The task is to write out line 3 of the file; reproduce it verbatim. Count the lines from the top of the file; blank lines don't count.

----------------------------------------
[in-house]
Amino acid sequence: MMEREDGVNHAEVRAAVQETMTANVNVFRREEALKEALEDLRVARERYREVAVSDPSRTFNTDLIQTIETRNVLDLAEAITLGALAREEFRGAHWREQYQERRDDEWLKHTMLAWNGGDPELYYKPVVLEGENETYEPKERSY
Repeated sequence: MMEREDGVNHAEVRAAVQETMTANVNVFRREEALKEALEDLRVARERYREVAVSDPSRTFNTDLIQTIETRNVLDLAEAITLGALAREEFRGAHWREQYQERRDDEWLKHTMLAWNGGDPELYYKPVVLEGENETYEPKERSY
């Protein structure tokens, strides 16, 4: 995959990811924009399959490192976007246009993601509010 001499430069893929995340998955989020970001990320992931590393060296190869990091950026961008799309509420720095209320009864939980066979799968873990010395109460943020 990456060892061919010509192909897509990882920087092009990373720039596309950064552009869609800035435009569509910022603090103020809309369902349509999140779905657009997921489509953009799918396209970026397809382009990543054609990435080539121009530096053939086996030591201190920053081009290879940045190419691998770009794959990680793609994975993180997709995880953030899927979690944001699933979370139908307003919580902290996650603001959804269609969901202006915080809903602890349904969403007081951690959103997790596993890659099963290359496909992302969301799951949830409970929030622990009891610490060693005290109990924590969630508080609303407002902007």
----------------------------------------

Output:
Repeated sequence: MMEREDGVNHAEVRAAVQETMTANVNVFRREEALKEALEDLRVARERYREVAVSDPSRTFNTDLIQTIETRNVLDLAEAITLGALAREEFRGAHWREQYQERRDDEWLKHTMLAWNGGDPELYYKPVVLEGENETYEPKERSY